Yesterday there seemed to be confusion as to whether I’m a Benedictine Monk. I assure you I’m not, nor are my four children. My Patient Husband is not the head of our order. Our family is more like a disOrder.
Way back in the past, I found a “spiritual director” to get my back on track after I had my first Kiddo. He was high need in every sense of the definition, and I had no spiritual life for a few years. The “spiritual director” insisted that I had to spend half an hour to an hour every day in perfectly silent meditation.
I want you to think about that for a minute.
Okay, now that you’ve laughed until you have stitches in your side, dry your tears and consider more soberly what that kind of edict does to someone who’s earnestly trying to find more of God in her life, and instead she’s told to do the impossible. I did try. In my solitary half-hour of silence a day, I sacrificed whatever time I had during the Boy’s very rare, very short naps and tried to meditate, and I couldn’t do it because I was so stressed out. That’s why I always flinch when I hear an all-or-nothing approach to finding God. God’s big enough that we can find Him in many many different ways, sometimes even when we’re not looking.
Yesterday, Illya left a comment about lectio divina and the four stages, but keep in mind that after my “you MUST do this” experience, I tend to write my own ticket. With four kids, I’m lucky if I get any chance to read the Bible at all, so forcing myself to follow a pattern isn’t feasible. If you’re a busy mom too, this is what I recommend:
Try something. Anything.
Sometimes I’ll read the passage and then a Kiddo needs my help and it’s over. Sometimes I get to read it a few times. Sometimes I get an idea and I try to pray about it. Sometimes I get a really good idea and I forget it. Yesterday, I read it, held it in my head, got ideas, and journaled it. If you want to try this too, here’s an example of the kind of thing that happens, from the journal:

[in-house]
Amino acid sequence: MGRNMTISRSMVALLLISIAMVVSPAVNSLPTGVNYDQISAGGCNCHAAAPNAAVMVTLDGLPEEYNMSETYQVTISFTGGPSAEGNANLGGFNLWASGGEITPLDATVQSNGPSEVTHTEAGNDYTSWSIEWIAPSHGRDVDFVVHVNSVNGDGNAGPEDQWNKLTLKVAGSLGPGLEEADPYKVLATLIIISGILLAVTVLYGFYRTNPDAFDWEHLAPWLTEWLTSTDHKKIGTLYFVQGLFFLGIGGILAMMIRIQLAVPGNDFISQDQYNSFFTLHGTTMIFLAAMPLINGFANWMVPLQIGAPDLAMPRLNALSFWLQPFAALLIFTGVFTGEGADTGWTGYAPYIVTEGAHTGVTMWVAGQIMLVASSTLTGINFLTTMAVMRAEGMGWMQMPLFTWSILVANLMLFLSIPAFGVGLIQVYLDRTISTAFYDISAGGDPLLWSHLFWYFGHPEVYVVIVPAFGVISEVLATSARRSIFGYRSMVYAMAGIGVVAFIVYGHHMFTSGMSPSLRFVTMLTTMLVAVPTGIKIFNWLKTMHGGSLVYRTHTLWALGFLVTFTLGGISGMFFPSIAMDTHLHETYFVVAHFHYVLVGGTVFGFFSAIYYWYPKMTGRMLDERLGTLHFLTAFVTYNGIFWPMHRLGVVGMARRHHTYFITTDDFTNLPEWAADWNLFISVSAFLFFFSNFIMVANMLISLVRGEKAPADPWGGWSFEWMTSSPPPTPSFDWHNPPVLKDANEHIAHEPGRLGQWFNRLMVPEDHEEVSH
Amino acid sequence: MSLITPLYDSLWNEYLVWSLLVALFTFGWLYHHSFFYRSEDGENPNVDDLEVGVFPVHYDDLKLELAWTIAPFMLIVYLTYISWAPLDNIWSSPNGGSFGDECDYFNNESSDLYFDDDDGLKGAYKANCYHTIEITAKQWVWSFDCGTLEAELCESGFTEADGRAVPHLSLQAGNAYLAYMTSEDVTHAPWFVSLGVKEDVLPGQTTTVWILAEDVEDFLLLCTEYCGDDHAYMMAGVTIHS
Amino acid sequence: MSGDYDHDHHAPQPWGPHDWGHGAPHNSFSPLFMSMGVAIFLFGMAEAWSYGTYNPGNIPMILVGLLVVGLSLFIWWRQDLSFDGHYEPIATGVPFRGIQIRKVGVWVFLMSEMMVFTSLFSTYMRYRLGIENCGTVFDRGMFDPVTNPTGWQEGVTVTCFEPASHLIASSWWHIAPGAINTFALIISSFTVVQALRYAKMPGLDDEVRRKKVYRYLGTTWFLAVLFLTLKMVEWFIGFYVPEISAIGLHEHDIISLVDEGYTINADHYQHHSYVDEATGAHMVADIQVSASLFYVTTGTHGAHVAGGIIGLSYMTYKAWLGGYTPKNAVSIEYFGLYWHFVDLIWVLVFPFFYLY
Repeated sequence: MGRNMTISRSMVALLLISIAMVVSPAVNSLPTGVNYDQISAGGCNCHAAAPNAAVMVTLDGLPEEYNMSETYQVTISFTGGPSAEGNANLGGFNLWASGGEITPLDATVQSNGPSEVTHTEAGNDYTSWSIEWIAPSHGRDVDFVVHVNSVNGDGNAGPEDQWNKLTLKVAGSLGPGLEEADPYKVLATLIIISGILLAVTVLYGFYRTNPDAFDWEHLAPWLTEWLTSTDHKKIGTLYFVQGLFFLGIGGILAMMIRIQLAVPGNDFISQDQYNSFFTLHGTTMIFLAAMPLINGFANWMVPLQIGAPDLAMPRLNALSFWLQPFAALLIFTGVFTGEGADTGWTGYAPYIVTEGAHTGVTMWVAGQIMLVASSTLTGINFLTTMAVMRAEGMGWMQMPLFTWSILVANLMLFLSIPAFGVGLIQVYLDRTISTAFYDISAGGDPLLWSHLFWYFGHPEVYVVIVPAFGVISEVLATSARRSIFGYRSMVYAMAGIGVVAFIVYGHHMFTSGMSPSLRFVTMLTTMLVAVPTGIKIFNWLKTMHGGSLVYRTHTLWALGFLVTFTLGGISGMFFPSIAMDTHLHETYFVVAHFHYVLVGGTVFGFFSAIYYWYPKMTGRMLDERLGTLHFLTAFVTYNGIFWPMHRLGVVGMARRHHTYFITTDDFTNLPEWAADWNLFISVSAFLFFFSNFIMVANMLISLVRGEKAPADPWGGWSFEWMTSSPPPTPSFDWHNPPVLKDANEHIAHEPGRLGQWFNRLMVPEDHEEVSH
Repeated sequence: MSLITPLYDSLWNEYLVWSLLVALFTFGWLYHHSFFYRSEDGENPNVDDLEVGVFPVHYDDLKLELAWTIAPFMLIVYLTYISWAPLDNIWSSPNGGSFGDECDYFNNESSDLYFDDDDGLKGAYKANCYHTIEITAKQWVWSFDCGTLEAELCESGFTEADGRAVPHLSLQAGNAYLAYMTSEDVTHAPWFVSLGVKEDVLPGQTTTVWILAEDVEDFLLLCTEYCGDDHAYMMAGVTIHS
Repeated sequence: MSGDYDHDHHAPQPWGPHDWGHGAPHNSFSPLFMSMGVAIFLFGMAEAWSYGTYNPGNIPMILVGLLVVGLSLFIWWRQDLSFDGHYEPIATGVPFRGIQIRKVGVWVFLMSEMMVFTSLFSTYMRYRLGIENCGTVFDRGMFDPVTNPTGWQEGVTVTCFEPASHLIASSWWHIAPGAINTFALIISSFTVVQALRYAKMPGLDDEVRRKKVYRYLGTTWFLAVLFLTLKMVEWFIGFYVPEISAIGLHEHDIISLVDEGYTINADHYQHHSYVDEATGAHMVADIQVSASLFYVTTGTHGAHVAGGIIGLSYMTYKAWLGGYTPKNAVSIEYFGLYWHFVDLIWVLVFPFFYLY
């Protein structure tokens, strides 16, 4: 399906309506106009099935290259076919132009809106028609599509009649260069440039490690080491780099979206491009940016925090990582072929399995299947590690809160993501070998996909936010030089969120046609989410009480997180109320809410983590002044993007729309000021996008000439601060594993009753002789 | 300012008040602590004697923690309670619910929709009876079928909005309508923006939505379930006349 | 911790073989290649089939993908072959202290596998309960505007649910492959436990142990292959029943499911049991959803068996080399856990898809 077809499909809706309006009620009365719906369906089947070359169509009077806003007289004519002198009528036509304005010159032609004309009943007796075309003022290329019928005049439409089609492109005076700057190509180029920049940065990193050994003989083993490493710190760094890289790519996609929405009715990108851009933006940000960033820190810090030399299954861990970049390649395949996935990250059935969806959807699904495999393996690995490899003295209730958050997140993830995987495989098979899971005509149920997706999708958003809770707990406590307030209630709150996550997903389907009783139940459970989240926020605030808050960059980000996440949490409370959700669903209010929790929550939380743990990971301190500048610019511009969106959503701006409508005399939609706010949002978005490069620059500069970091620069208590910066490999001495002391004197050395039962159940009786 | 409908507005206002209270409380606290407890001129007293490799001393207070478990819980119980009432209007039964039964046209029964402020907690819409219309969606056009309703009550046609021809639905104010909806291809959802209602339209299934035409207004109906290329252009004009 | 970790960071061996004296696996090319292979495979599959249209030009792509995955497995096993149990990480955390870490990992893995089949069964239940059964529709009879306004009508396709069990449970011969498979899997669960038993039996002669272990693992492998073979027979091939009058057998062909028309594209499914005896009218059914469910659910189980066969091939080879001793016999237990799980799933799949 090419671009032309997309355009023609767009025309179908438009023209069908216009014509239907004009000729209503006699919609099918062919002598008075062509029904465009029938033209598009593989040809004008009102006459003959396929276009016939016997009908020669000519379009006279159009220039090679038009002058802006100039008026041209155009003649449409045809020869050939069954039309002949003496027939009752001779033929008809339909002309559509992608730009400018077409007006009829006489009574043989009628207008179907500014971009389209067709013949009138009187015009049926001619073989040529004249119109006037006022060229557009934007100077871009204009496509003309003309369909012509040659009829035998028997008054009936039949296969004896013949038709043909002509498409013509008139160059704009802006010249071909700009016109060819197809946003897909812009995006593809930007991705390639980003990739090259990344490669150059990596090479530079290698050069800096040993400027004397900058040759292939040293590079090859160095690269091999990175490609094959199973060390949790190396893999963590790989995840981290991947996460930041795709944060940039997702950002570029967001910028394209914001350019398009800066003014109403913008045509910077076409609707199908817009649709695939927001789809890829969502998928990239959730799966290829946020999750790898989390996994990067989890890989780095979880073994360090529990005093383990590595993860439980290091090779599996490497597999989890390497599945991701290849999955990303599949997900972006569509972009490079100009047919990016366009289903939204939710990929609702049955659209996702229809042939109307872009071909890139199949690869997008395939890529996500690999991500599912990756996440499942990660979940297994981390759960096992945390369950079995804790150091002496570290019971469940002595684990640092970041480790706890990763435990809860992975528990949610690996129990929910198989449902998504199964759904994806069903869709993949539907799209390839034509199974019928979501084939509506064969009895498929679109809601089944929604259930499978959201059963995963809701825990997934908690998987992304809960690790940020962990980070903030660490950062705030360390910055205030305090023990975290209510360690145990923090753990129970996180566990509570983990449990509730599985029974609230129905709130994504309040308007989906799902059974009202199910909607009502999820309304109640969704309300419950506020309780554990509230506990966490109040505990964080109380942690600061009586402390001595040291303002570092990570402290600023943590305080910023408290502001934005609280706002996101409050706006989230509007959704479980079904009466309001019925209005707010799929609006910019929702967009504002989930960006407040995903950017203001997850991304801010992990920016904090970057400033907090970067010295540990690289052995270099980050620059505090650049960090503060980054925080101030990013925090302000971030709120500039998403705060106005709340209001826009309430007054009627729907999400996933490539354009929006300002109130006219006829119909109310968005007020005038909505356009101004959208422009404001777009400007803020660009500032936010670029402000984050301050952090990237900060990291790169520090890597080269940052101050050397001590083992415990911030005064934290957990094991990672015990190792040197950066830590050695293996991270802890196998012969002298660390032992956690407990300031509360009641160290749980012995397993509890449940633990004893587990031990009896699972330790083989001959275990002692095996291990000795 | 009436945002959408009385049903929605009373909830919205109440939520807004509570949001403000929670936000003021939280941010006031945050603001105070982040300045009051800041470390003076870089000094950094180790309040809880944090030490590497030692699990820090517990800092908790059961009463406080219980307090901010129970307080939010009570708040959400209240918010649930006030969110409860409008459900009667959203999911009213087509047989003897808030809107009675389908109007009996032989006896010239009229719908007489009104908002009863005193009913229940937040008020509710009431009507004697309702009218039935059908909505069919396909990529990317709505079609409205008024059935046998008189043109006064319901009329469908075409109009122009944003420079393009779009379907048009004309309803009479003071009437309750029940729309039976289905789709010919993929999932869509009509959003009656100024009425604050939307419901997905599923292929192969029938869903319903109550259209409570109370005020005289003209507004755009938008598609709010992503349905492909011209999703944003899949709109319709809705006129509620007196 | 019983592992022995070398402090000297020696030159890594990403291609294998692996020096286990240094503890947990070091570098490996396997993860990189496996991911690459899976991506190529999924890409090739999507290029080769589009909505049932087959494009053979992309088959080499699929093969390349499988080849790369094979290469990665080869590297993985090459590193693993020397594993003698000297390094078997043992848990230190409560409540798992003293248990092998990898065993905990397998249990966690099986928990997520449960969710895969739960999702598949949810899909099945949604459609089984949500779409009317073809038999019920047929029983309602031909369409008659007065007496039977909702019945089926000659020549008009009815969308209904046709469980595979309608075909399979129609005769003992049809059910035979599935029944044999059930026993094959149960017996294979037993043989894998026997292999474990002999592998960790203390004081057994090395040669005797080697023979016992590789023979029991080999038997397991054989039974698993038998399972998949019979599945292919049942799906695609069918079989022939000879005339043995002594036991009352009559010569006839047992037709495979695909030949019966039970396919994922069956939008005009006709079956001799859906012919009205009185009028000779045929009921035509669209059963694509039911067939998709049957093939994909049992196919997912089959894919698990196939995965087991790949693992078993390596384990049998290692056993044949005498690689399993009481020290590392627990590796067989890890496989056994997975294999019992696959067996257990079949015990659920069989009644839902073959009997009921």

Today for my Bible reading I did Luke 17:5-6. It’s just a saying on faith. The apostles asked Jesus to increase their faith, and Jesus replied that if they had faith the size of a mustard seed, they “could say to this mulberry tree, ‘Be uprooted and planted in the sea,’ and it would obey you.'”
First off, it’s an odd way to respond. If my kids came to me and said, “Teach us to read,” I wouldn’t reply with “If you went to college, you could design rocket ships.” Jesus didn’t answer the question, only told them why they should want it more.
But maybe this is more of what I wrote in the last entry, that God won’t be pinned down. They asked to have their faith increased, but just giving it isn’t the same as making them work for it.
Second thought: look at the phrasing there. “Be uprooted and planted in the sea.” It’s passive voice. The tree would obey…what? It’s not “uproot yourself.” Who’s doing the uprooting and the new planting?
And why would my faith make something do an absurd thing? An impossible thing? Why does faith compel obedience?
Third, again on the phrasing: it’s very close to Mary’s response to Gabriel, “Be it done to me according to your word.” Mary’s faith made an absurd thing happen, God becoming man. The sea traditionally represents chaos; God entered the chaos of the world because of faith, because of love, because of one full of grace.
Fourth: how do you size faith? And was their faith too small, or did Jesus want it to get smaller and more compact and more focused? And consider what he used as metaphors. A seed, full of potential, and a tree, realized potential. Both living things, things that respond to air and light and water, and apparently also to faith.
No great answers. But then again, I’m not a Benedictine monk, either.